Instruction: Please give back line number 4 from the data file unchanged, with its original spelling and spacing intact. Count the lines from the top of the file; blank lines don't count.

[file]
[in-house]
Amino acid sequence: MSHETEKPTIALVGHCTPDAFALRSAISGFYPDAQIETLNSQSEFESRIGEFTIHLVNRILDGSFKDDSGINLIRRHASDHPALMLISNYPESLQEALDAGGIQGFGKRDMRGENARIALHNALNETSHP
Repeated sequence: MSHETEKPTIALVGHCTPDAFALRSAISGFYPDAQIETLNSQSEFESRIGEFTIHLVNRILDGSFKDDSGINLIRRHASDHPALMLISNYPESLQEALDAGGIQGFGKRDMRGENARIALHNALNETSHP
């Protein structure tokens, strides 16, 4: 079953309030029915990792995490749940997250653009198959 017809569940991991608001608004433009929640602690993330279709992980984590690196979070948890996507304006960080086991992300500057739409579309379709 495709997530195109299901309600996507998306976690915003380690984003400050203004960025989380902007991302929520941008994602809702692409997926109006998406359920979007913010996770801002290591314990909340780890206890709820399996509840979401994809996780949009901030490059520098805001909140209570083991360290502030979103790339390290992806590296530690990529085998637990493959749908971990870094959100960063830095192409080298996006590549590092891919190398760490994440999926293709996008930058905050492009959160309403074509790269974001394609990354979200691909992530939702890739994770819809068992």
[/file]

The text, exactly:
């Protein structure tokens, strides 16, 4: 079953309030029915990792995490749940997250653009198959 017809569940991991608001608004433009929640602690993330279709992980984590690196979070948890996507304006960080086991992300500057739409579309379709 495709997530195109299901309600996507998306976690915003380690984003400050203004960025989380902007991302929520941008994602809702692409997926109006998406359920979007913010996770801002290591314990909340780890206890709820399996509840979401994809996780949009901030490059520098805001909140209570083991360290502030979103790339390290992806590296530690990529085998637990493959749908971990870094959100960063830095192409080298996006590549590092891919190398760490994440999926293709996008930058905050492009959160309403074509790269974001394609990354979200691909992530939702890739994770819809068992």